Monitoring and Instrumentation

There are several ways to monitor Spark applications: web UIs, metrics, and external instrumentation.

Web Interfaces

Every SparkContext launches a web UI, by default on port 4040, that displays useful information about the application. This includes:

You can access this interface by simply opening http://<driver-node>:4040 in a web browser. If multiple SparkContexts are running on the same host, they will bind to successive ports beginning with 4040 (4041, 4042, etc).

Note that this information is only available for the duration of the application by default. To view the web UI after the fact, set spark.eventLog.enabled to true before starting the application. This configures Spark to log Spark events that encode the information displayed in the UI to persisted storage.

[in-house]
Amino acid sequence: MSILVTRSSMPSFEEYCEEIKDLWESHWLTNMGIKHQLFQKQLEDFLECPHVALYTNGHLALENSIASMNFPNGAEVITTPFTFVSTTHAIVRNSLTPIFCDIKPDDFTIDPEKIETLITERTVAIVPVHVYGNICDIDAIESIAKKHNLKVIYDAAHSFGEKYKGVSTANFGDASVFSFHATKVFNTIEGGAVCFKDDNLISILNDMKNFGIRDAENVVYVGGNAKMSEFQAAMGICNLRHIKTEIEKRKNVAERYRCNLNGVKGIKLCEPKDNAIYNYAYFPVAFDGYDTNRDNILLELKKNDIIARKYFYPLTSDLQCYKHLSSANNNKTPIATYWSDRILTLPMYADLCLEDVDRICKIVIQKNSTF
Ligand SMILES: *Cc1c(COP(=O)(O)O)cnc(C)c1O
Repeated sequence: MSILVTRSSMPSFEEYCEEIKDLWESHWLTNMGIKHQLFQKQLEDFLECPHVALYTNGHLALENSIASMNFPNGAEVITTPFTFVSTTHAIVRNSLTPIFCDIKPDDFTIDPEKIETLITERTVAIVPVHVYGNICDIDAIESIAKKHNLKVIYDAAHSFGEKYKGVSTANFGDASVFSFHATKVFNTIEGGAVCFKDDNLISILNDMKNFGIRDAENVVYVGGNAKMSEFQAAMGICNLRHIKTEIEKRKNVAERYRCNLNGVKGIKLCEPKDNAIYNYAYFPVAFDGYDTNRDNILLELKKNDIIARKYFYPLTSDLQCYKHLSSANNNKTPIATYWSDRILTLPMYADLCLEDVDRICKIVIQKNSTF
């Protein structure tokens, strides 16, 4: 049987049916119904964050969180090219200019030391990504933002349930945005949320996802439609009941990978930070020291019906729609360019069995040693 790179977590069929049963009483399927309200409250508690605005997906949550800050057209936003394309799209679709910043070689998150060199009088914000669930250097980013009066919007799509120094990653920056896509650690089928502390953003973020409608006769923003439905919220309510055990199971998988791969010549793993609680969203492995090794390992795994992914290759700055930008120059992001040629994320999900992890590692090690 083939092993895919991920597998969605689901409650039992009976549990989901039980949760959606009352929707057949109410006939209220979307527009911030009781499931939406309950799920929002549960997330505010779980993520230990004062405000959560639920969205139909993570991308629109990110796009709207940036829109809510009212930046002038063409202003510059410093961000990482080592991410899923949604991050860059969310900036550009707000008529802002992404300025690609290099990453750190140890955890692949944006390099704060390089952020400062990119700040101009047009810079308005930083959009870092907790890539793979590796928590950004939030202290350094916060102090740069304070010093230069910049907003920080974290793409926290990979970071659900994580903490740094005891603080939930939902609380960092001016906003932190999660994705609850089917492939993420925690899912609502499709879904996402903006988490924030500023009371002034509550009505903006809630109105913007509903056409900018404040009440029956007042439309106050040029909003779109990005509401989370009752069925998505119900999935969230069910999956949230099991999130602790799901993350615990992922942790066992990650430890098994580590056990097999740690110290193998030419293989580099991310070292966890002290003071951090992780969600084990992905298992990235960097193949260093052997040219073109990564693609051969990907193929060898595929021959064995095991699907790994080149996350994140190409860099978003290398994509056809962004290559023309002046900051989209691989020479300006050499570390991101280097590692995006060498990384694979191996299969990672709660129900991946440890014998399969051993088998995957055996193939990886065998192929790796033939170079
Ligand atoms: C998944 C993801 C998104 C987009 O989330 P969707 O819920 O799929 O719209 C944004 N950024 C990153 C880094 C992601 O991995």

Viewing After the Fact

If Spark is run on Mesos or YARN, it is still possible to construct the UI of an application through Spark’s history server, provided that the application’s event logs exist. You can start the history server by executing:


This creates a web interface at http://<server-url>:18080 by default, listing incomplete and completed applications and attempts.

When using the file-system provider class (see spark.history.provider below), the base logging directory must be supplied in the spark.history.fs.logDirectory configuration option, and should contain sub-directories that each represents an application’s event logs.

The spark jobs themselves must be configured to log events, and to log them to the same shared, writeable directory. For example, if the server was configured with a log directory of hdfs://namenode/shared/spark-logs, then the client-side options would be: